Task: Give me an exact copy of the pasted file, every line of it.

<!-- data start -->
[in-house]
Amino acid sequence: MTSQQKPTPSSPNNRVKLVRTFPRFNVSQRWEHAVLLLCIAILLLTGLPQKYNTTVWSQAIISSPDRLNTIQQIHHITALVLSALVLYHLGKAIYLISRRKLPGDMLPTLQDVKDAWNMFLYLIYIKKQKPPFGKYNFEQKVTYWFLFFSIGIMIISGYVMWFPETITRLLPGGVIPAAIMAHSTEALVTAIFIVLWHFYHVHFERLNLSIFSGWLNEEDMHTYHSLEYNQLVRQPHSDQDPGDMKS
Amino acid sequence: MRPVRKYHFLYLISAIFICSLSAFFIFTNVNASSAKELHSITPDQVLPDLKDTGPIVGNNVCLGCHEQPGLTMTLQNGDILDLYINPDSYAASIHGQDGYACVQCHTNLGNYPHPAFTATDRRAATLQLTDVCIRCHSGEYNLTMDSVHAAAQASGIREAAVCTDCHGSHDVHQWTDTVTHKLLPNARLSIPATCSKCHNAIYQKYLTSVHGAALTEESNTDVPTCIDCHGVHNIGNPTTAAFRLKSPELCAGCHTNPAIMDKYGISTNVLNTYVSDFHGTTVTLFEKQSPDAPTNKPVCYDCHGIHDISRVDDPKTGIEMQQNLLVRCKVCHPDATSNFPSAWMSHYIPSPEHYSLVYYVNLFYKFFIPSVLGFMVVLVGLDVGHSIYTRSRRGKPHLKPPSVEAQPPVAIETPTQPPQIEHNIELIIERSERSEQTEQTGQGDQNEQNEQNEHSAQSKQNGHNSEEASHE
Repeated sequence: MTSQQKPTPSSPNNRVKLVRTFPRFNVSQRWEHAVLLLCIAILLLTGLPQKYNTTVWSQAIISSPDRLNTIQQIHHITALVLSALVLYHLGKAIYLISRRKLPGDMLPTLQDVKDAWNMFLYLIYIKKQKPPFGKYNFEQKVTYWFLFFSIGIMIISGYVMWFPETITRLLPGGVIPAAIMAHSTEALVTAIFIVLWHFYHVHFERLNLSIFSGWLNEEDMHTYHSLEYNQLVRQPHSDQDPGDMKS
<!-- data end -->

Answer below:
[in-house]
Amino acid sequence: MTSQQKPTPSSPNNRVKLVRTFPRFNVSQRWEHAVLLLCIAILLLTGLPQKYNTTVWSQAIISSPDRLNTIQQIHHITALVLSALVLYHLGKAIYLISRRKLPGDMLPTLQDVKDAWNMFLYLIYIKKQKPPFGKYNFEQKVTYWFLFFSIGIMIISGYVMWFPETITRLLPGGVIPAAIMAHSTEALVTAIFIVLWHFYHVHFERLNLSIFSGWLNEEDMHTYHSLEYNQLVRQPHSDQDPGDMKS
Amino acid sequence: MRPVRKYHFLYLISAIFICSLSAFFIFTNVNASSAKELHSITPDQVLPDLKDTGPIVGNNVCLGCHEQPGLTMTLQNGDILDLYINPDSYAASIHGQDGYACVQCHTNLGNYPHPAFTATDRRAATLQLTDVCIRCHSGEYNLTMDSVHAAAQASGIREAAVCTDCHGSHDVHQWTDTVTHKLLPNARLSIPATCSKCHNAIYQKYLTSVHGAALTEESNTDVPTCIDCHGVHNIGNPTTAAFRLKSPELCAGCHTNPAIMDKYGISTNVLNTYVSDFHGTTVTLFEKQSPDAPTNKPVCYDCHGIHDISRVDDPKTGIEMQQNLLVRCKVCHPDATSNFPSAWMSHYIPSPEHYSLVYYVNLFYKFFIPSVLGFMVVLVGLDVGHSIYTRSRRGKPHLKPPSVEAQPPVAIETPTQPPQIEHNIELIIERSERSEQTEQTGQGDQNEQNEQNEHSAQSKQNGHNSEEASHE
Repeated sequence: MTSQQKPTPSSPNNRVKLVRTFPRFNVSQRWEHAVLLLCIAILLLTGLPQKYNTTVWSQAIISSPDRLNTIQQIHHITALVLSALVLYHLGKAIYLISRRKLPGDMLPTLQDVKDAWNMFLYLIYIKKQKPPFGKYNFEQKVTYWFLFFSIGIMIISGYVMWFPETITRLLPGGVIPAAIMAHSTEALVTAIFIVLWHFYHVHFERLNLSIFSGWLNEEDMHTYHSLEYNQLVRQPHSDQDPGDMKS